Aldi worst supermarket for workers’ rights according to Oxfam

Oxfam goes ‘Behind the Barcodes’ to expose the working conditions of the people producing the food on our supermarket shelves.

Behind the Barcodes. Photo credit: Oxfam

Behind the Barcodes. Photo credit: Oxfam

Oxfam scored the UK’s six leading supermarkets on the human rights of those producing food. At the bottom of the table were Aldi and Morrisons, with Tesco coming out the best. However, Oxfam says “while some of the following are doing better than others, Tesco, Sainsbury's, Asda, Morrisons, Lidl and Aldi all lack sufficient policies to properly protect the human rights of the people they rely on to produce our food.”

The scorecard accompanies Oxfam’s new report Ripe for Change which explores new research around why people who grow our food are going hungry. The report found that small scale farmers and workers often don’t earn enough for a decent standard of living. Where women make up most of the workforce the gap is even bigger. In South Africa, over 90% of surveyed women workers on grape farms reported not having had enough to eat in the previous month.

Among Oxfam’s findings: 

  • Supermarkets keep an increasing amount of the money their consumers spend - as much as 50 percent in some cases - while the share that reaches workers and food producers has fallen - sometimes to less than 5 percent.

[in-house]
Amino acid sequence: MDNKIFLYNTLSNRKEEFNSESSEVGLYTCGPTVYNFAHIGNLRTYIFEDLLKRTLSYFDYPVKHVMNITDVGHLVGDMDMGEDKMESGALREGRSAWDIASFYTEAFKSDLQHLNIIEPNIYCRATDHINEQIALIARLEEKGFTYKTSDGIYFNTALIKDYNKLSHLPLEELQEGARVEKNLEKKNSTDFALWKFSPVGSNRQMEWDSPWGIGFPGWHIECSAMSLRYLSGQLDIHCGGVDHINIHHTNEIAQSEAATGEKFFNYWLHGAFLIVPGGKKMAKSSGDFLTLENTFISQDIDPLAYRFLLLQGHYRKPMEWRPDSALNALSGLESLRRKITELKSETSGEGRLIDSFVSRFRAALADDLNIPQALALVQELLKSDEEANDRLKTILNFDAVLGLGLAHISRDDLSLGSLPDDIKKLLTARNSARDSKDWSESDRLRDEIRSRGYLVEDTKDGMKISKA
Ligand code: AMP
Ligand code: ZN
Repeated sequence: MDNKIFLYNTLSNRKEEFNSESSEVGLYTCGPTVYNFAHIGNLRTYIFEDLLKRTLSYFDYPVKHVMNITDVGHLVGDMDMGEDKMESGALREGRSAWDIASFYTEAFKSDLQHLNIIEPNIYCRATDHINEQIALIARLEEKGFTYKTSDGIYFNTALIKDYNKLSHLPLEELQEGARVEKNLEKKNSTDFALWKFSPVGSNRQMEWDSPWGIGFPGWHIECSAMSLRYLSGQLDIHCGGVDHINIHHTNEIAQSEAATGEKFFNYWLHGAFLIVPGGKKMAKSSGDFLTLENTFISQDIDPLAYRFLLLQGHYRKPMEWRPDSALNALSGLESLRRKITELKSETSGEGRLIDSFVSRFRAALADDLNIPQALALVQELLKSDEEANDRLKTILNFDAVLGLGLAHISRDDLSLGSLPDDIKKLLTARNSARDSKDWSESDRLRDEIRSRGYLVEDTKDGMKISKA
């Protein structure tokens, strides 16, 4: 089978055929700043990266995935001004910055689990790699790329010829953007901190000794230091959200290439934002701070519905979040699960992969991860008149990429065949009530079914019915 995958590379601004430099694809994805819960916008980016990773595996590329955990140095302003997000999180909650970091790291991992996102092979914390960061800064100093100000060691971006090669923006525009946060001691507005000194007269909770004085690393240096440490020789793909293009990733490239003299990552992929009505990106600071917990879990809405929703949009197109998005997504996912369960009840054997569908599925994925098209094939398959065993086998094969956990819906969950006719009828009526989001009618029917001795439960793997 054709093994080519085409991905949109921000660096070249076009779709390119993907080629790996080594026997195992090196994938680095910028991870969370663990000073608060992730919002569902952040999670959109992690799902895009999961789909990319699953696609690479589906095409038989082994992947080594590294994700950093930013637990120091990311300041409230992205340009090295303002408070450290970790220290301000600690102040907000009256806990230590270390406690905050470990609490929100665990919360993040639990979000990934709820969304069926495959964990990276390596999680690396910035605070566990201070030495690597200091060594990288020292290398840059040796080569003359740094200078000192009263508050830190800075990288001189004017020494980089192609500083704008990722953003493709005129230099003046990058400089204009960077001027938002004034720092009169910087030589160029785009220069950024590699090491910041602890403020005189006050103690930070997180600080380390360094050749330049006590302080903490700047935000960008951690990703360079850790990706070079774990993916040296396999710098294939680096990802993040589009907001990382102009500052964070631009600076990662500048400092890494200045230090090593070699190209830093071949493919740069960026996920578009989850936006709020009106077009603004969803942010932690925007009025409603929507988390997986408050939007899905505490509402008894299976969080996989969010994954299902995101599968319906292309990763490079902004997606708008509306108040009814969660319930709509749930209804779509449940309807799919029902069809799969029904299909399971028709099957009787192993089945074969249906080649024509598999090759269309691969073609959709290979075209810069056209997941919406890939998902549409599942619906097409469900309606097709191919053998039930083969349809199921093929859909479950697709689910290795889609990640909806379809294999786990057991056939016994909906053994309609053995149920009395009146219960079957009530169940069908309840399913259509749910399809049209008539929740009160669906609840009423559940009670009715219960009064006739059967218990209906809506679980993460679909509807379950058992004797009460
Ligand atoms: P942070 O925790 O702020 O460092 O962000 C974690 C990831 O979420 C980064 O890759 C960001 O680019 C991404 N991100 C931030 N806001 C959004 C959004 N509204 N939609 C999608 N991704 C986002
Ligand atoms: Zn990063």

• Small-scale farmers and workers in the supply chains of 12 common supermarket products are scraping a living. For some products, such as Indian tea and Kenyan green beans, the average earnings of small-scale farmers or workers was found to be less than half of what was needed to ensure a basic but decent standard of living. The gap between a living income and actual income is greater where women make up most of the workforce. 
  • While many workers and smallholder farmers live in poverty, the eight largest publicly-owned supermarket chains generated nearly a trillion dollars in sales, $22 billion in profit, and returned $15 billion to shareholders in 2016. Just 10 percent of what the three biggest supermarkets in the United States returned to shareholders in 2016 would be enough to lift 600,000 Thai shrimp processing workers to a living wage.  
  • A five-country survey of workers and small-scale farmers revealed that the majority struggle to feed themselves and their families. In South Africa over 90 percent of surveyed women workers on grape farms reported not having enough to eat in the previous month, and in Italy 75 percent of women workers on fruit and vegetable farms said they, or a family member, had missed meals in the previous month because they could not afford sufficient food. 

Oxfam are asking people to send an online letter to their supermarket calling on them to improve their policies.

Human suffering should not be an ingredient in our food 
From vegetable pickers on Italian farms, to women peeling prawns in Indonesia, millions of people who produce our food are trapped in poverty and face brutal working conditions.  All this despite billion-dollar profits in the food industry.”

Sustain campaigns for a food and farming policy which benefits the environment, health, animals and farm workers. Sustain also runs the Food Power campaign which is an exciting new programme working with local communities across the UK to strengthen their ability to reduce food poverty.

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